Allado conceded that the law was clear on the qualifications of board members, but said it was not his job to scrutinize the curriculum vitae of the appointees.

There was a “presumption of legality” on their appointments, and after the ceremonial oath-taking, all the new appointees went to work “as part of the collegial body,” the MWSS administrator said.

“I presumed his appointment went through the mill,” Allado said of Claudio. “So we welcomed him with open arms. The same with the other appointees.”

Brickbats of season

Allado said he was not aware of any complaint against the appointments of Claudio and others to the board, saying questions over their qualifications could just be “the continuation of the usual brickbats of the political season.”

Claudio said he didn’t lobby for the position but was offered the job by Ms Arroyo in late February.

“It was a challenge that I found very interesting. And I thought, and I still think, I can provide the kind of leadership that will equip the agency to respond to the need of providing adequate water in the face of increasing environmental challenges,” he said.

While his term ends in 2014, Claudio said he wasn’t the type “to force myself on any position” if he felt the board no longer needed him.

Search committee found manicurist, gardener qualified for gov’t jobs

Search committee found manicurist, gardener qualified for gov’t jobs
By Christine O. Avendaño
Philippine Daily Inquirer

MANILA, Philippines—It was neither favoritism nor whim. Believe it or not, a search committee did it.

President Gloria Macapagal-Arroyo’s manicurist and gardener were scrutinized by a Palace search committee and the Presidential Management Staff (PMS) prior to their appointment.

Executive Secretary Leandro Mendoza made the disclosure on Friday when asked who looked into the bio data and background of the President’s manicurist Anita Carpon, who was appointed to the board of the Pag-Ibig Fund, and Palace gardener Armando Macapagal, who was named deputy of the Luneta Park administration.

Look at qualifications

“There was a search committee and the PMS [also looked into their qualifications],” Mendoza told reporters.

But the executive secretary said he did not know and he would not know who recommended the pair. The appointments had raised eyebrows and continued to draw much criticism.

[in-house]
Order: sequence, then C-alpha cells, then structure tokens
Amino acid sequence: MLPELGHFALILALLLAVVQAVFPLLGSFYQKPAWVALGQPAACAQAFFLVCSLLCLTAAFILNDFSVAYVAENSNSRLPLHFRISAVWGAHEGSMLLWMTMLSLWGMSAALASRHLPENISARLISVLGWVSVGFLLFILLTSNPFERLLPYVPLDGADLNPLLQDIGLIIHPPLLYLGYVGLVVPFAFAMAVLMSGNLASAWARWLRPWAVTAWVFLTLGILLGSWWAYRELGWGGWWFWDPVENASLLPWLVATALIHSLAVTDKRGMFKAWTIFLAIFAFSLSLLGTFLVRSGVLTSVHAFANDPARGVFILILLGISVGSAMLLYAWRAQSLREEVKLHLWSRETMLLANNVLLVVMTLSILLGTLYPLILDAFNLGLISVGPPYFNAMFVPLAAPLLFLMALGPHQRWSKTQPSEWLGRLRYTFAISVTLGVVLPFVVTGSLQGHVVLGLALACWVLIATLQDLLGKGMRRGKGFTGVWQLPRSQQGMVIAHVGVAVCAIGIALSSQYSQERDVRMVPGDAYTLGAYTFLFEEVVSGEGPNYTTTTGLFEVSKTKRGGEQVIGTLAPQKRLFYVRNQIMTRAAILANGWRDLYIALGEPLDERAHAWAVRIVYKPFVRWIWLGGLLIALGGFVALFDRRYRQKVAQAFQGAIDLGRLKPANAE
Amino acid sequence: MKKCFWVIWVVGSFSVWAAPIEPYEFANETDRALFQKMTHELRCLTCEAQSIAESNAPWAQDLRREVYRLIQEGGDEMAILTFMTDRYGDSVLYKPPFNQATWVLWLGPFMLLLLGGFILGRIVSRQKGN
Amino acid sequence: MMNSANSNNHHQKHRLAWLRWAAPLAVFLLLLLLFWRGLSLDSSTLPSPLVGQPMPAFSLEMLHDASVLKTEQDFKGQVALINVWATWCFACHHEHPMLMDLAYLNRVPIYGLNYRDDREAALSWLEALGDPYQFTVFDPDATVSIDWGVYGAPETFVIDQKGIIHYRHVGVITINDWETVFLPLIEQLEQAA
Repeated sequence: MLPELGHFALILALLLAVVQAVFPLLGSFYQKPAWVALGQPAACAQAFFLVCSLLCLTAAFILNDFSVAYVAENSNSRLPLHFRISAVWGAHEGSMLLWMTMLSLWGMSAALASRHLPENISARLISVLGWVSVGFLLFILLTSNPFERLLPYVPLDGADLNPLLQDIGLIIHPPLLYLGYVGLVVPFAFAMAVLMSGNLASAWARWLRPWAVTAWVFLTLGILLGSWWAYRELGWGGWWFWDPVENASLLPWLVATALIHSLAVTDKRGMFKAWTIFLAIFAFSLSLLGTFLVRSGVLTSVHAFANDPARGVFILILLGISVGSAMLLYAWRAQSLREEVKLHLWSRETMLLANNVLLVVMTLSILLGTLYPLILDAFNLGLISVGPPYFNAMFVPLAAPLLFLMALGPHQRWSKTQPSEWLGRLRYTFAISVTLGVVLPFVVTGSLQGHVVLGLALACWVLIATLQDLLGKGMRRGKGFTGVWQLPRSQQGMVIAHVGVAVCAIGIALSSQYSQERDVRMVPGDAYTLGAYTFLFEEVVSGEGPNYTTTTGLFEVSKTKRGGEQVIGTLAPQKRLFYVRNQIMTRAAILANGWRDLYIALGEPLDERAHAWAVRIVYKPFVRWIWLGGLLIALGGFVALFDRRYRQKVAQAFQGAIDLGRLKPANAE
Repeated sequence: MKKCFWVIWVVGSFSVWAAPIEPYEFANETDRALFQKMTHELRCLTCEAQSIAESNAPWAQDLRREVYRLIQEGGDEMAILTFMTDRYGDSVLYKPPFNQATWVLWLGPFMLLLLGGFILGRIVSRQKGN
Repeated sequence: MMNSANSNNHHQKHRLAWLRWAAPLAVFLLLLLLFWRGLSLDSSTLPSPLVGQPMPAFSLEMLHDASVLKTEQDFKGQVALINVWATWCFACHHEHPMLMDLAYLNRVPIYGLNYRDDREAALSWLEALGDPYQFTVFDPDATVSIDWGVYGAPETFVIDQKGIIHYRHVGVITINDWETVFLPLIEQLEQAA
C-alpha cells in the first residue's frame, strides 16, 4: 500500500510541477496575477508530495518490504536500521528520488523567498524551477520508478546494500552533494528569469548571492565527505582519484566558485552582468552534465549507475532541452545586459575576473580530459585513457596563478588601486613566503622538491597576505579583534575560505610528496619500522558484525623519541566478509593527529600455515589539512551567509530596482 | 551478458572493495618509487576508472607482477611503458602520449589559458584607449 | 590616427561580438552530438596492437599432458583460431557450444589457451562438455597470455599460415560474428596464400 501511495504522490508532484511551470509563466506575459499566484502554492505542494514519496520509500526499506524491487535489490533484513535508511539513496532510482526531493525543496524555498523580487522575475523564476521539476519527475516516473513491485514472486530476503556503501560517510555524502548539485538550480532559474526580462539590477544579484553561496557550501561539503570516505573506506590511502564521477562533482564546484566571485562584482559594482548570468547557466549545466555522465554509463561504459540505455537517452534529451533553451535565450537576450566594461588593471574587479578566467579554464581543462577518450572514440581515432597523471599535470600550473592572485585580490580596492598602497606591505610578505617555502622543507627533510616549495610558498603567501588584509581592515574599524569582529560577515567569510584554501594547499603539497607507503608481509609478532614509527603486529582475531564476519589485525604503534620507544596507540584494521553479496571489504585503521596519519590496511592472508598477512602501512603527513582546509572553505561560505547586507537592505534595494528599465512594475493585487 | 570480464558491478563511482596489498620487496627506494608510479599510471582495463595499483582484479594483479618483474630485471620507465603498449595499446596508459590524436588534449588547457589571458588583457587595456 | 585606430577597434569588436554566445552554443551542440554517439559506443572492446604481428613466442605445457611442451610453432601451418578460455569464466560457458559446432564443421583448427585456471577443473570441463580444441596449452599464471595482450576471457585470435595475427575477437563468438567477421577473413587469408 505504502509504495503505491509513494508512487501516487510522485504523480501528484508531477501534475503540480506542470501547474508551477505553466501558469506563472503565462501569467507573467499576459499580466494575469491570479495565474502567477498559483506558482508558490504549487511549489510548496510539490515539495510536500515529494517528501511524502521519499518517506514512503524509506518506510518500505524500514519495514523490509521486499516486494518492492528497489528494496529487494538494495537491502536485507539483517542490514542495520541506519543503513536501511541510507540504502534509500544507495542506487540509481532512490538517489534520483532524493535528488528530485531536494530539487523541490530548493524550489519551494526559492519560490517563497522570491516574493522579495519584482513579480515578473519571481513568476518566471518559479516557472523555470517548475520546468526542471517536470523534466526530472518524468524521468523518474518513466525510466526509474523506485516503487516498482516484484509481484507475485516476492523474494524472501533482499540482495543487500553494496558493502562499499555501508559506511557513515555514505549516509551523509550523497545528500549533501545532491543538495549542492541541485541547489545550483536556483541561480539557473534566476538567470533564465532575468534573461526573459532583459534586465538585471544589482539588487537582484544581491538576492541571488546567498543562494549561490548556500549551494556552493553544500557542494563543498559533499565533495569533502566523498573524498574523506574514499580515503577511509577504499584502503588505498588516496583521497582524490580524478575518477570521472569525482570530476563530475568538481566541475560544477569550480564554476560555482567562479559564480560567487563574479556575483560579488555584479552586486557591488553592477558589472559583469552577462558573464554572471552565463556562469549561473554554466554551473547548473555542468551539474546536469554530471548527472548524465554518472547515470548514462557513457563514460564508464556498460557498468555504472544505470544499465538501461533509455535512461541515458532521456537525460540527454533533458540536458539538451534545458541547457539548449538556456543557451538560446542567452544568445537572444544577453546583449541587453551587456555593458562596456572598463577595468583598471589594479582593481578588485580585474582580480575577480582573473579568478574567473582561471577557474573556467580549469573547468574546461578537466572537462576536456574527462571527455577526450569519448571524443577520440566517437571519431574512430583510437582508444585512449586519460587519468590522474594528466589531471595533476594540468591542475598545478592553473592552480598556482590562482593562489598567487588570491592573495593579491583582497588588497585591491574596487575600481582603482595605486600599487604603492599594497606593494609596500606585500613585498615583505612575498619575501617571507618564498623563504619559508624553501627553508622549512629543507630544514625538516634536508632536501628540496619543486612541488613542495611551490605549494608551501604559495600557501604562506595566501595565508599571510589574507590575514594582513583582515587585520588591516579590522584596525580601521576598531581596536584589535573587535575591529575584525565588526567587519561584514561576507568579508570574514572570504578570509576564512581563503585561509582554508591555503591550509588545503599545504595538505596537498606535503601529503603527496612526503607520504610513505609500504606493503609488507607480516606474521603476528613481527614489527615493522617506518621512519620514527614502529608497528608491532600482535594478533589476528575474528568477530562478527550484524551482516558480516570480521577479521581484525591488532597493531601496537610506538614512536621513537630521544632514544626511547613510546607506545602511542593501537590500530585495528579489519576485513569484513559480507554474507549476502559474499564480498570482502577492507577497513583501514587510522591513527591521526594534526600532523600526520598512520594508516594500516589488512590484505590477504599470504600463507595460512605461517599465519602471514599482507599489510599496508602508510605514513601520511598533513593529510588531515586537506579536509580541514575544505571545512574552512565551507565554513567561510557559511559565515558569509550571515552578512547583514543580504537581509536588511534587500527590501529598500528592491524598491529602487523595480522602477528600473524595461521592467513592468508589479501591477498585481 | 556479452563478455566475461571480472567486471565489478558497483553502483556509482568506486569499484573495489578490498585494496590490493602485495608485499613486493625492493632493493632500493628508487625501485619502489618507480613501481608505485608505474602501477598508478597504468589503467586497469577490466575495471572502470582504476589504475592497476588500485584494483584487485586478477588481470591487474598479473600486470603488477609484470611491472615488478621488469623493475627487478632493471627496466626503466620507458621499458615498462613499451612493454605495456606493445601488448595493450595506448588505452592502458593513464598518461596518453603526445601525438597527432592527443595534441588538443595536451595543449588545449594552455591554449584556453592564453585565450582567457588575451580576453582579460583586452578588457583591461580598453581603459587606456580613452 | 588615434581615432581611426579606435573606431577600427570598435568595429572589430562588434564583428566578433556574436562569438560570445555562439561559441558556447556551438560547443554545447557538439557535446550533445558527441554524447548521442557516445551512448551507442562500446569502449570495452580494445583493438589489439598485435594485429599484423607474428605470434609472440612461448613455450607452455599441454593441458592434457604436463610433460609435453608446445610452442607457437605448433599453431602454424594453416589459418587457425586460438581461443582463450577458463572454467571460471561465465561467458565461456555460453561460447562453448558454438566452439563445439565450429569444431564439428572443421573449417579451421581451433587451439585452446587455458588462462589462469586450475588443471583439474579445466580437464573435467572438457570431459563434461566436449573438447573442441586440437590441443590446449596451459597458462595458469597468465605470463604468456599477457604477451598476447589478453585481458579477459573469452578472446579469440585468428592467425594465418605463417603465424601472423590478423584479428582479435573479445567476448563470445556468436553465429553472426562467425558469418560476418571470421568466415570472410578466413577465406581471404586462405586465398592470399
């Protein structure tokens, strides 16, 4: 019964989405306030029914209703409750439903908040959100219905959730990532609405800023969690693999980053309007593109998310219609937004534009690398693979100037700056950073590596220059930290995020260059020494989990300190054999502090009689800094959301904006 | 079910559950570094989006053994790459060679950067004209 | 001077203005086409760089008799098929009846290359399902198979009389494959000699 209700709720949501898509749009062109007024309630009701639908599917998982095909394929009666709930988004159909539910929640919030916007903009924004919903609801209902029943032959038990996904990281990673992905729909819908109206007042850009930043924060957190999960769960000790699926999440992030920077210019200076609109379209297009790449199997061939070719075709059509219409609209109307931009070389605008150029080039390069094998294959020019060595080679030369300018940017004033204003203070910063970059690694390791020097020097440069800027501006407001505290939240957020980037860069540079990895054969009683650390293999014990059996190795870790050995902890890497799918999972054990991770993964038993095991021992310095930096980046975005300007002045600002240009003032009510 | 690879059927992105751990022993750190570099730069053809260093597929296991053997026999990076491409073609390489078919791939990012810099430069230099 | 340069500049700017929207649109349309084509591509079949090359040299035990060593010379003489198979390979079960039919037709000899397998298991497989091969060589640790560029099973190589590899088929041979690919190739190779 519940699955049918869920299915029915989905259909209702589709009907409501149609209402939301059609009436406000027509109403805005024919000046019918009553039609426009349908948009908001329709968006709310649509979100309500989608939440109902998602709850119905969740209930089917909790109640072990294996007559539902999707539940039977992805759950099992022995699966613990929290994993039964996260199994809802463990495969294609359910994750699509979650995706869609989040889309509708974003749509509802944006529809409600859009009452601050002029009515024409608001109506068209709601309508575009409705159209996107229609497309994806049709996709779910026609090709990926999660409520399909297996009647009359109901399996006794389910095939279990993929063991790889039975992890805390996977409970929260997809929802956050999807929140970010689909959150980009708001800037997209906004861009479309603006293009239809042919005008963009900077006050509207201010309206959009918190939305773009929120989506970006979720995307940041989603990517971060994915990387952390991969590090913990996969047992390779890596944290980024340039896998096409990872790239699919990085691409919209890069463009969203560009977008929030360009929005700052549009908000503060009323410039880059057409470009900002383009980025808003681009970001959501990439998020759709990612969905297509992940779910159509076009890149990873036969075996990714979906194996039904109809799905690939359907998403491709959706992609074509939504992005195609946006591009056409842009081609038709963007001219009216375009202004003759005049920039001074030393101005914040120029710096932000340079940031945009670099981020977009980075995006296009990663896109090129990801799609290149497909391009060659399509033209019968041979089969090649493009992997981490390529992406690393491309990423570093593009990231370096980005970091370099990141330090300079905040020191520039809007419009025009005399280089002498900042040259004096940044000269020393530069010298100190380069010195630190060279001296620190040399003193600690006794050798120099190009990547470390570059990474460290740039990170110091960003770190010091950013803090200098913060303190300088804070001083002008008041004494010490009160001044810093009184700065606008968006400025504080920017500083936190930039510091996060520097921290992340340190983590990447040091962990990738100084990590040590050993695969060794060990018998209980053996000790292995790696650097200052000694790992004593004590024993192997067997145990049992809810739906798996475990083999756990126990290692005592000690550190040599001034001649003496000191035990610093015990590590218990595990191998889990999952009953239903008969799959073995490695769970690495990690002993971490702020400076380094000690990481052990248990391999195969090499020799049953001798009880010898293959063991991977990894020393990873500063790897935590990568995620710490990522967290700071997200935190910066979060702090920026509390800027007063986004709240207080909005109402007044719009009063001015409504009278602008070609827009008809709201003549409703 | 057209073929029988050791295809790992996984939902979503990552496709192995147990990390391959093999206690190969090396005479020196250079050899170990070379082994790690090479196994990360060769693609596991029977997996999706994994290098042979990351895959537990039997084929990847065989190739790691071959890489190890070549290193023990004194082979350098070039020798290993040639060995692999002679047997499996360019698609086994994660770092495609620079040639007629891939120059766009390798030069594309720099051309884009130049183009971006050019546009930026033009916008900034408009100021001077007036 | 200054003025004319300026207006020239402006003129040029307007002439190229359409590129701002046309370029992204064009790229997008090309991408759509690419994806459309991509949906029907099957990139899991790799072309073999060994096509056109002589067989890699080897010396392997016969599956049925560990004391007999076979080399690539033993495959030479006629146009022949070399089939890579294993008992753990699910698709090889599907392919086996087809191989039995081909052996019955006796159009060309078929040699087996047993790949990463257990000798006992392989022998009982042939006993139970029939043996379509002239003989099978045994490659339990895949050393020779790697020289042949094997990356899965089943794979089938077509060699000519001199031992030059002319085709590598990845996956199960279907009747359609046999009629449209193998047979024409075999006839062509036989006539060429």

No info yet

Pressed by reporters to release details on Carpon and Macapagal, Mendoza said there was no information pending the taking of their oath of office before the President.

He said the President’s appointments of Carpon and Macapagal were “based on their qualifications and probably, need and trust as well.”

He stressed that the appointment was discretionary on the part of Ms Arroyo.

‘President knows best’

Likewise, he shrugged off questions about their qualifications, and refused to comment on criticisms that the President made the appointment as a special favor to them.

“There are many appointments said to have been made as special favors to former politicians. But the President knows best,” Mendoza said.

He also brushed aside reports of Carpon’s hefty compensation—rumored to be P130,000 monthly—saying the amount was an exaggeration.

The executive secretary said board members did not have salaries; they only get allowances. They included a P1,000 fee for attending a board meeting and another P5,000 for being a board member, he said.

Too harsh, too crude

“No one earns P130,000 in government,” Mendoza said.

Deputy presidential spokesperson Charito Planas decried as “too harsh and rude,” the criticisms heaped on the President for appointing her “longtime and trusted manicurist” to the Pag-Ibig Fund board.

“Despite earlier statements made to explain the appointment of Ms Carpon, people seemed to ignore that simple trust and the lowliness of a person’s state in life can be the bases for one’s appointment to a senior position in the government,” Planas said in a statement.

Represents the lowly

She assailed Ms Arroyo’s critics for questioning Carpon’s appointment and “ignoring the fact that who else could rightfully and honestly represent the lowly government employees if not the person who belongs to that bracket, and who shares the same sentiment, plight and problems.”

“Appointing a manicurist to a senior post in the government is neither debasing the country’s career system nor insulting the intelligentsia. We all know what the President has done to professionalize and upgrade the bureaucracy,” Planas said.

Just like manicurist, GMA gardener gets sinecure

Just like manicurist, GMA gardener gets sinecure
GOTCHA By Jarius Bondoc
The Philippine Star

Professionals among Malacañang’s housekeeping staff are outraged. Not only did Gloria Macapagal Arroyo appoint her personal manicurist to the board of trustees of Pag-IBIG Housing Fund. She also earlier named her gardener as deputy of the Luneta Park Administration. Both postings are improper sinecures, Palace aides murmur.